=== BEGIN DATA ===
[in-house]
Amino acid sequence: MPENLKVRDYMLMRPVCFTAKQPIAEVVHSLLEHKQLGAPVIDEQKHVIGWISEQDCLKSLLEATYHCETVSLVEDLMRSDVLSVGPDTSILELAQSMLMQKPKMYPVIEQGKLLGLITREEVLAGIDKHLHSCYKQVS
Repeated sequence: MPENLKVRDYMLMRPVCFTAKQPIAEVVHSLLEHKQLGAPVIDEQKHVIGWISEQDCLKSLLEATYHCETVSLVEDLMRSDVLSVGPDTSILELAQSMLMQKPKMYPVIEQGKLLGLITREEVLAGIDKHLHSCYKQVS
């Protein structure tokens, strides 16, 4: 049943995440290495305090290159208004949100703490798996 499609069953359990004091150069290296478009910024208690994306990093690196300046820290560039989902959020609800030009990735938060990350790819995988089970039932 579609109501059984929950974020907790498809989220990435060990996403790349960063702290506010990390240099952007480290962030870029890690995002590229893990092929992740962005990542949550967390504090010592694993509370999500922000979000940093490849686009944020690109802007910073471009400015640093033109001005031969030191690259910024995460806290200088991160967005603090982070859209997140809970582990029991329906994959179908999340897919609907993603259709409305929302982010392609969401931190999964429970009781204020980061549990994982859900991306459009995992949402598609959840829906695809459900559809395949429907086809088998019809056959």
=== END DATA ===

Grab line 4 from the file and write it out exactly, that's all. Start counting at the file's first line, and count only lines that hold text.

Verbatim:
């Protein structure tokens, strides 16, 4: 049943995440290495305090290159208004949100703490798996 499609069953359990004091150069290296478009910024208690994306990093690196300046820290560039989902959020609800030009990735938060990350790819995988089970039932 579609109501059984929950974020907790498809989220990435060990996403790349960063702290506010990390240099952007480290962030870029890690995002590229893990092929992740962005990542949550967390504090010592694993509370999500922000979000940093490849686009944020690109802007910073471009400015640093033109001005031969030191690259910024995460806290200088991160967005603090982070859209997140809970582990029991329906994959179908999340897919609907993603259709409305929302982010392609969401931190999964429970009781204020980061549990994982859900991306459009995992949402598609959840829906695809459900559809395949429907086809088998019809056959």